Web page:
It’s been common to hear among critics of the Church of Jesus Christ claims that our faith’s history is uniquely, especially racist. Compared with other communities throughout history (the argument goes), Latter-day Saints as a people reflected a saddening, tragic amount of racial animus that ought to give pause to those who are members—or considering becoming members today.
While attention to past examples of racism can be a helpful part of ongoing efforts to heal, these critics go much further, painting Latter-day Saints as having a uniquely racist history. This claim has been repeated so often, by so many people, on so many occasions, that it’s hardly even questioned anymore. Entire books have propounded the thesis, with podcasts and symposia taking it as their starting point. Little wonder that increasing numbers hardly question the narrative anymore.
It does surprise us, however, that so few are asking anymore the most important question of all: Is this true?
Since the historical record confirms that attitudes, policies, and practices of racial prejudice too often influenced Latter-day Saints of previous eras, modern readers are right to look back on this with sorrow. But acknowledging racism that existed is different than concluding it was uniquely notable.
Throughout most human history, the enmity of one ethnic group towards another has been tragically pervasive. And 19th-century white Latter-day Saints lived within a context of the trans-Atlantic slave trade, with all the associated rhetoric used to justify it. From this perspective, it’s not all that remarkable to note instances of racist attitudes or behavior among early Church members or leaders. Yes, they had a higher standard to follow, and so some unique disappointment is fair. Yet the fact remains that these early leaders and members grew up in the shadow of chattel slavery, so it is predictable that many white Latter-day Saints—and white Americans—would succumb to their surrounding circumstances. None of this is to minimize the real pain this restriction brought so many.
None of this is to minimize the real pain this restriction brought so many.
In many ways, then, racism has been the norm throughout history, with heartbreaking ethnic conflict endemic up to this very day. Where racial harmony has occurred, it has been an anomaly, and most often inspired by Christian teaching.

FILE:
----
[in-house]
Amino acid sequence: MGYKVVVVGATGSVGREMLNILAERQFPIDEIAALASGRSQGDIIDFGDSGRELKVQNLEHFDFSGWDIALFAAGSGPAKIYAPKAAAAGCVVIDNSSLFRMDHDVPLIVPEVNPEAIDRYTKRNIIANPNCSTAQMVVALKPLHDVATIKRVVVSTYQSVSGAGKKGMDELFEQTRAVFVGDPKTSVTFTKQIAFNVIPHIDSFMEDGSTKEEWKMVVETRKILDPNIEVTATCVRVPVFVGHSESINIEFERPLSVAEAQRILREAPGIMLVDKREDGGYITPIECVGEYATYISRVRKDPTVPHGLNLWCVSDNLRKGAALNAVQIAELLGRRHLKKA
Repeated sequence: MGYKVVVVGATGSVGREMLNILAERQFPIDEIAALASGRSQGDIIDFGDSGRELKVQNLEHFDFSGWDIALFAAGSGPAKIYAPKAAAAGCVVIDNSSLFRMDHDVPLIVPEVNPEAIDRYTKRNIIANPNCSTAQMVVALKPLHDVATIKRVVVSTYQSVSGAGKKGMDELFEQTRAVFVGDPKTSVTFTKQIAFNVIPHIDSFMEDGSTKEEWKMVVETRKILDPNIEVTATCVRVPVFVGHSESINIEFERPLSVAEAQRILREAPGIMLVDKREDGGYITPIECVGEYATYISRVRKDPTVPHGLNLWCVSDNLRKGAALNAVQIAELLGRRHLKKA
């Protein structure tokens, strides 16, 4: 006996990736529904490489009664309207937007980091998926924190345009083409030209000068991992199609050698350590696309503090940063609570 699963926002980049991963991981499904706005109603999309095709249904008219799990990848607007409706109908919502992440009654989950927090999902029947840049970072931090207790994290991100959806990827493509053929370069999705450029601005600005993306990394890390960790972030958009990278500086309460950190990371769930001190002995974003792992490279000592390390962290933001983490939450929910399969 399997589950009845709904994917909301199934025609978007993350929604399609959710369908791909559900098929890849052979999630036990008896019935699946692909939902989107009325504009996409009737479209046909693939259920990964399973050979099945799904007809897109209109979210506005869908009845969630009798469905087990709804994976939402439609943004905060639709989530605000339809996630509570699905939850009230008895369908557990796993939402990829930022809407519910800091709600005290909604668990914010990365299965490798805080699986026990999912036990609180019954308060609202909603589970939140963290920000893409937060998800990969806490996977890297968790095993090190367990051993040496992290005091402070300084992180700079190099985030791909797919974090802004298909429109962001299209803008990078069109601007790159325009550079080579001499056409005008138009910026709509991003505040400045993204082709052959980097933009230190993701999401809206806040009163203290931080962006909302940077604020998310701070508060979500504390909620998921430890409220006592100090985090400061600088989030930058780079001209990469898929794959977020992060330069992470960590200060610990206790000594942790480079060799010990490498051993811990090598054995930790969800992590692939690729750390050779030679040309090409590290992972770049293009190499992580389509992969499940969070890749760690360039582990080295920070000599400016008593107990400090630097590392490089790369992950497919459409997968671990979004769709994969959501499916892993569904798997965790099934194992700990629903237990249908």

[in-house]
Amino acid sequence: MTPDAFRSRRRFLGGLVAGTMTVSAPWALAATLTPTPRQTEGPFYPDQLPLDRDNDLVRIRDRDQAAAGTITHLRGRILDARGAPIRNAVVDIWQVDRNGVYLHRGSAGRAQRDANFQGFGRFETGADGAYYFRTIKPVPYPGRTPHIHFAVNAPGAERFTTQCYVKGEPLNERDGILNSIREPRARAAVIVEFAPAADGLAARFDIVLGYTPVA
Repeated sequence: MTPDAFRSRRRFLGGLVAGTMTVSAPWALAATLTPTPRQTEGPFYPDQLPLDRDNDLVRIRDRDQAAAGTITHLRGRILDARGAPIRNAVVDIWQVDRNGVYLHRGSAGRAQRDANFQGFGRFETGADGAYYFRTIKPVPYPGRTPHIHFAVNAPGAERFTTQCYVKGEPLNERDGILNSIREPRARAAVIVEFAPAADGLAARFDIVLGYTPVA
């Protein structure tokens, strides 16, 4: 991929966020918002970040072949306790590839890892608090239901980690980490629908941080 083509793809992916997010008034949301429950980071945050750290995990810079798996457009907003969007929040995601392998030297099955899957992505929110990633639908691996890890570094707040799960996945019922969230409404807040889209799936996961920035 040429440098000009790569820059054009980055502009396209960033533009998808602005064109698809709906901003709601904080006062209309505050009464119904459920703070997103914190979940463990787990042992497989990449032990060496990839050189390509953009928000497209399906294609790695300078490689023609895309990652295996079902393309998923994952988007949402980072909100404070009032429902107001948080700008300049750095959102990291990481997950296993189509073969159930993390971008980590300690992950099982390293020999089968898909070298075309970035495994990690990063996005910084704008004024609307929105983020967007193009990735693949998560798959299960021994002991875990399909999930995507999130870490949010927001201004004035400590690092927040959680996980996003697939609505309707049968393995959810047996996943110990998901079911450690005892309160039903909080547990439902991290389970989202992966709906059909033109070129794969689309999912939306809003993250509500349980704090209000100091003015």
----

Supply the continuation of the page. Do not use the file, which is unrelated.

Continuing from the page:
Case in point, against this larger American context, Joseph Smith disrupted notions of race in meaningful ways, even leading associates like Orson Hyde and Zebedee Coltrin to be troubled at his effrontery. During the first two decades of the Church’s existence, as summarized in a Church essay on the topic, “people of every race and ethnicity could be baptized and received as members,” with no evidence of any man being denied the priesthood. A few black men were also ordained, including one Q. Walker Lewis, who Brigham Young praised, saying, “We have one of the best Elders, an African.”
Shortly before his martyrdom, Joseph Smith mounted an anti-slavery platform in his presidential campaign and proposed buying back slaves through national debt, an idea later championed by Ralph Waldo Emerson.
After his death, many of the Latter-day Saints of subsequent generations unfortunately reverted to prevailing attitudes. Modern Saints are right to mourn that reversion—and to be grateful for President Russell M. Nelson’s reiteration in our day of the need to not only “abandon attitudes of prejudice” but also to proactively “build bridges of cooperation instead of walls of segregation.”
But again, we return to the critical question: have the Saints historically held more such prejudice than surrounding communities? Once again, context is really important to a fair answer and complete answer. Many Missourians perceived Latter-day Saints as a threat to the legality of slavery and declared (wrongly) that they were encouraging black immigration. As W. Paul Reeve has pointed out, the Saints were also widely seen as a degenerate race themselves—which, he argued, contributed to some attempts to “prove their whiteness” by reaffirming some racial boundaries. Despite this, Latter-day Saint congregations in the United States were never formally segregated by anything other than language.